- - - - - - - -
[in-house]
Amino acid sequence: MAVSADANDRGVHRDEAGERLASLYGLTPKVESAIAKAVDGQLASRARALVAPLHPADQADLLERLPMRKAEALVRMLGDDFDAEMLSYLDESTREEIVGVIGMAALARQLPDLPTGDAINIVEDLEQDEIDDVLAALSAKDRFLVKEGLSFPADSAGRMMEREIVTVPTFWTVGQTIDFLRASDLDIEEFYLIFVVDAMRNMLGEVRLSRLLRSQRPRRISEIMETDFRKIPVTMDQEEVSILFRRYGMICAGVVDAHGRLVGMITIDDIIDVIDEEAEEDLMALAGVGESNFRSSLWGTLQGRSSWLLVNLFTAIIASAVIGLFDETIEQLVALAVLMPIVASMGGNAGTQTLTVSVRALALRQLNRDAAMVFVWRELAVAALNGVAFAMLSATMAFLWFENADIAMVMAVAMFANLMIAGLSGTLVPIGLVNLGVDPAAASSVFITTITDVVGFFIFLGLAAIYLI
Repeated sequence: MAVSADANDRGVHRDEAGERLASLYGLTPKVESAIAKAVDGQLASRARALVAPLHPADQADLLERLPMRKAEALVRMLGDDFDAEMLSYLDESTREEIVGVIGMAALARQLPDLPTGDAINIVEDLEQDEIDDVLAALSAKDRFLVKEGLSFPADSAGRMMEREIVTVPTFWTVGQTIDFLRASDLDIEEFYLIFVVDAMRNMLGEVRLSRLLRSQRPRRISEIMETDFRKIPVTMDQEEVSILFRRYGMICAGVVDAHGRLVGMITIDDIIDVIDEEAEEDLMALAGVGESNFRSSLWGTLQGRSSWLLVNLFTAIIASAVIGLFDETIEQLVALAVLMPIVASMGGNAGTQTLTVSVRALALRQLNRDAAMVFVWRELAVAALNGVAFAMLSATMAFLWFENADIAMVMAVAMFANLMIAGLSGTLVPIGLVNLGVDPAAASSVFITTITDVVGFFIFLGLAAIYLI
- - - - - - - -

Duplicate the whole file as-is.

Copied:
[in-house]
Amino acid sequence: MAVSADANDRGVHRDEAGERLASLYGLTPKVESAIAKAVDGQLASRARALVAPLHPADQADLLERLPMRKAEALVRMLGDDFDAEMLSYLDESTREEIVGVIGMAALARQLPDLPTGDAINIVEDLEQDEIDDVLAALSAKDRFLVKEGLSFPADSAGRMMEREIVTVPTFWTVGQTIDFLRASDLDIEEFYLIFVVDAMRNMLGEVRLSRLLRSQRPRRISEIMETDFRKIPVTMDQEEVSILFRRYGMICAGVVDAHGRLVGMITIDDIIDVIDEEAEEDLMALAGVGESNFRSSLWGTLQGRSSWLLVNLFTAIIASAVIGLFDETIEQLVALAVLMPIVASMGGNAGTQTLTVSVRALALRQLNRDAAMVFVWRELAVAALNGVAFAMLSATMAFLWFENADIAMVMAVAMFANLMIAGLSGTLVPIGLVNLGVDPAAASSVFITTITDVVGFFIFLGLAAIYLI
Repeated sequence: MAVSADANDRGVHRDEAGERLASLYGLTPKVESAIAKAVDGQLASRARALVAPLHPADQADLLERLPMRKAEALVRMLGDDFDAEMLSYLDESTREEIVGVIGMAALARQLPDLPTGDAINIVEDLEQDEIDDVLAALSAKDRFLVKEGLSFPADSAGRMMEREIVTVPTFWTVGQTIDFLRASDLDIEEFYLIFVVDAMRNMLGEVRLSRLLRSQRPRRISEIMETDFRKIPVTMDQEEVSILFRRYGMICAGVVDAHGRLVGMITIDDIIDVIDEEAEEDLMALAGVGESNFRSSLWGTLQGRSSWLLVNLFTAIIASAVIGLFDETIEQLVALAVLMPIVASMGGNAGTQTLTVSVRALALRQLNRDAAMVFVWRELAVAALNGVAFAMLSATMAFLWFENADIAMVMAVAMFANLMIAGLSGTLVPIGLVNLGVDPAAASSVFITTITDVVGFFIFLGLAAIYLI